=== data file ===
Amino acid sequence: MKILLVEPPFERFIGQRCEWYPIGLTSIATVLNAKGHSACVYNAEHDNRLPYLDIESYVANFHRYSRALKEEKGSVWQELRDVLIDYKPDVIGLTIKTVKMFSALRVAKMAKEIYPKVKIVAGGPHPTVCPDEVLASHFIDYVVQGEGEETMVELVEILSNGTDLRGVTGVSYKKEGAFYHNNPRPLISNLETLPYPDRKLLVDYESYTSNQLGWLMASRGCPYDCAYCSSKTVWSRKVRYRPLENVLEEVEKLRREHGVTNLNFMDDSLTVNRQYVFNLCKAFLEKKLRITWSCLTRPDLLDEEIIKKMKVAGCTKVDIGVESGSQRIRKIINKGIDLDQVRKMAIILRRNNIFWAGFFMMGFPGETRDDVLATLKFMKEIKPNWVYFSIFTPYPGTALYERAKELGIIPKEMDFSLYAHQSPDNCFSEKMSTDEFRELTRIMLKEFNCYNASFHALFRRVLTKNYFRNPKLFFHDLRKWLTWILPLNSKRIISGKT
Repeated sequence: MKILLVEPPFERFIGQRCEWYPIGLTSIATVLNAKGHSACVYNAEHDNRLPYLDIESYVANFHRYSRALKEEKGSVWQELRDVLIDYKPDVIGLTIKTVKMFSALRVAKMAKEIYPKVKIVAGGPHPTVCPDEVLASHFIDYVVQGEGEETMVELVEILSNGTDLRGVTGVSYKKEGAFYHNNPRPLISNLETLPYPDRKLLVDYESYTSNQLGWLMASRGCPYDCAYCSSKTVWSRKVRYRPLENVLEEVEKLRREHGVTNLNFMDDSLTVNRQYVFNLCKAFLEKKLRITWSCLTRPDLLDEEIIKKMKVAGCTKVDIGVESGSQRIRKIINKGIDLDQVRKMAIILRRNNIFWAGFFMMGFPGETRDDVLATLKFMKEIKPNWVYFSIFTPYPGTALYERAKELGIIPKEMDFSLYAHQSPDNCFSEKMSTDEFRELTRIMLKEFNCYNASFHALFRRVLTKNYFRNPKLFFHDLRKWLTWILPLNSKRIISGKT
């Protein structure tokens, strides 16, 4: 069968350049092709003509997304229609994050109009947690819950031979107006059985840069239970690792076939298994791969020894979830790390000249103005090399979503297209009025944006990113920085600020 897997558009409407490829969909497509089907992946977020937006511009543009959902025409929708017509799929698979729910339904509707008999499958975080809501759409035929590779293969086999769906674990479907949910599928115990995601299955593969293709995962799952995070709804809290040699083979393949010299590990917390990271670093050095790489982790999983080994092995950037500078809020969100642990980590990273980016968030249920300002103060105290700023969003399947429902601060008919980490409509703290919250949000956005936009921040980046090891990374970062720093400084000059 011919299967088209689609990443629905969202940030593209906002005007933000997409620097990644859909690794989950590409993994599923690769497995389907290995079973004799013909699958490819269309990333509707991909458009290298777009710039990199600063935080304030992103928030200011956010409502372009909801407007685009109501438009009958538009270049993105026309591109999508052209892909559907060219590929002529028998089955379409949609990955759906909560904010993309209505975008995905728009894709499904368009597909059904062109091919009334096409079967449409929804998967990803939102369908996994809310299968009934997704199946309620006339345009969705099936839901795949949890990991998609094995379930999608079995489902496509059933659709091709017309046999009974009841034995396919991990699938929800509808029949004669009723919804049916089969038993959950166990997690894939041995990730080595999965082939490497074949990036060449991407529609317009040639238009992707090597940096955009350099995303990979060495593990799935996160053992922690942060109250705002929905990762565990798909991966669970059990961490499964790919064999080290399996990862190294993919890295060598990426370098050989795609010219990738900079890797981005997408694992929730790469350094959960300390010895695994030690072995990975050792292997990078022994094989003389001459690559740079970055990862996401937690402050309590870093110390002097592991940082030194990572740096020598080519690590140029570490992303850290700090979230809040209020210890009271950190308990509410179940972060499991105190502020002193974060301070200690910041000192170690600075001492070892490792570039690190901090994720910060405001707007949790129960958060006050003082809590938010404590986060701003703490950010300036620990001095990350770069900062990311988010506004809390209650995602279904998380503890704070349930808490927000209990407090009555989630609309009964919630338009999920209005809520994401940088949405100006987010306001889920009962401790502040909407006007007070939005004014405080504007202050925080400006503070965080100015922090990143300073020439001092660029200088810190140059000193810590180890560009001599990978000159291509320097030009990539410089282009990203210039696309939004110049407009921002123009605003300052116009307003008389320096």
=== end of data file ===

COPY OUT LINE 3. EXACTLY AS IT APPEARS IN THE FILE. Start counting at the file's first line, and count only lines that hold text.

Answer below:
């Protein structure tokens, strides 16, 4: 069968350049092709003509997304229609994050109009947690819950031979107006059985840069239970690792076939298994791969020894979830790390000249103005090399979503297209009025944006990113920085600020 897997558009409407490829969909497509089907992946977020937006511009543009959902025409929708017509799929698979729910339904509707008999499958975080809501759409035929590779293969086999769906674990479907949910599928115990995601299955593969293709995962799952995070709804809290040699083979393949010299590990917390990271670093050095790489982790999983080994092995950037500078809020969100642990980590990273980016968030249920300002103060105290700023969003399947429902601060008919980490409509703290919250949000956005936009921040980046090891990374970062720093400084000059 011919299967088209689609990443629905969202940030593209906002005007933000997409620097990644859909690794989950590409993994599923690769497995389907290995079973004799013909699958490819269309990333509707991909458009290298777009710039990199600063935080304030992103928030200011956010409502372009909801407007685009109501438009009958538009270049993105026309591109999508052209892909559907060219590929002529028998089955379409949609990955759906909560904010993309209505975008995905728009894709499904368009597909059904062109091919009334096409079967449409929804998967990803939102369908996994809310299968009934997704199946309620006339345009969705099936839901795949949890990991998609094995379930999608079995489902496509059933659709091709017309046999009974009841034995396919991990699938929800509808029949004669009723919804049916089969038993959950166990997690894939041995990730080595999965082939490497074949990036060449991407529609317009040639238009992707090597940096955009350099995303990979060495593990799935996160053992922690942060109250705002929905990762565990798909991966669970059990961490499964790919064999080290399996990862190294993919890295060598990426370098050989795609010219990738900079890797981005997408694992929730790469350094959960300390010895695994030690072995990975050792292997990078022994094989003389001459690559740079970055990862996401937690402050309590870093110390002097592991940082030194990572740096020598080519690590140029570490992303850290700090979230809040209020210890009271950190308990509410179940972060499991105190502020002193974060301070200690910041000192170690600075001492070892490792570039690190901090994720910060405001707007949790129960958060006050003082809590938010404590986060701003703490950010300036620990001095990350770069900062990311988010506004809390209650995602279904998380503890704070349930808490927000209990407090009555989630609309009964919630338009999920209005809520994401940088949405100006987010306001889920009962401790502040909407006007007070939005004014405080504007202050925080400006503070965080100015922090990143300073020439001092660029200088810190140059000193810590180890560009001599990978000159291509320097030009990539410089282009990203210039696309939004110049407009921002123009605003300052116009307003008389320096």